Bias present in US federal agency power plant CO2 emissions data and implications for the US clean power plan

K. R. Gurney, J. Huang, K. Coltin

Research output: Contribution to journalArticlepeer-review

31 Scopus citations


Power plants constitute roughly 40% of carbon dioxide (CO2) emissions in the United States. Climate change science, air pollution regulation, and potential carbon trading policies rely on accurate, unbiased quantification of these large point sources. Two US federal agencies - the Department of Energy and the Environmental Protection Agency - tabulate the emissions from US power plants using two different methodological approaches. We have analyzed those two data sets and have found that when averaged over all US facilities, the median percentage difference is less than 3%. However, this small difference masks large, non-Gaussian, positive and negative differences at individual facilities. For example, over the 2001-2009 time period, nearly one-half of the facilities have monthly emission differences that exceed roughly ±6% and one-fifth exceed roughly ±13%. It is currently not possible to assess whether one, or both, of the datasets examined here are responsible for the emissions difference. Differences this large at the individual facility level raise concerns regarding the operationalization of policy within the United States such as the recently announced Clean Power Plan. This policy relies on the achievement of state-level CO2 emission rate targets. When examined at the state-level we find that one-third of the states have differences that exceed 10% of their assigned reduction amount. Such levels of uncertainty raise concerns about the ability of individual states to accurately quantify emission rates in order to meet the regulatory targets.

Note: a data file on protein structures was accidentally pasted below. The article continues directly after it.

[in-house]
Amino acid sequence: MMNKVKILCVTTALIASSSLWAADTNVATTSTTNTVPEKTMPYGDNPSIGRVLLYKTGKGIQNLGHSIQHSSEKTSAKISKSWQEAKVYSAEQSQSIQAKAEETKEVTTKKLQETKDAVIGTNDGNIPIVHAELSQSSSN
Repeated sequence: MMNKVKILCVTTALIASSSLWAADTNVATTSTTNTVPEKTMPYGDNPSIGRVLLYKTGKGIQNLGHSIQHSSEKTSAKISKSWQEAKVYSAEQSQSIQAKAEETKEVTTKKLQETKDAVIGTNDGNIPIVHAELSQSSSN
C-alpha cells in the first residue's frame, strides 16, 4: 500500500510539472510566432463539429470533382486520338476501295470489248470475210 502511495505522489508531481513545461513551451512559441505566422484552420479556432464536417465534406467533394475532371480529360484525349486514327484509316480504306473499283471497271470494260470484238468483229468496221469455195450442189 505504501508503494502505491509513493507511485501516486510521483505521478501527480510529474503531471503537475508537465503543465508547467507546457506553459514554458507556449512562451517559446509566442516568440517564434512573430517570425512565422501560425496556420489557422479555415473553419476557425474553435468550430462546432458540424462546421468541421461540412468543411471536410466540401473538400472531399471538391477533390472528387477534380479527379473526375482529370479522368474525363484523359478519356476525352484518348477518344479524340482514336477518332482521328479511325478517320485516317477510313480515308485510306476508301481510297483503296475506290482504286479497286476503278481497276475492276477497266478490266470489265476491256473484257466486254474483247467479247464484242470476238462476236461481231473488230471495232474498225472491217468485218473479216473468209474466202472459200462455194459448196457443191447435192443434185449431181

Original languageEnglish (US)
Article number064005
JournalEnvironmental Research Letters
Issue number6
StatePublished - Jun 1 2016
Externally publishedYes


  • carbon dioxide
  • climate change
  • climate policy
  • power plants

ASJC Scopus subject areas

  • Renewable Energy, Sustainability and the Environment
  • General Environmental Science
  • Public Health, Environmental and Occupational Health


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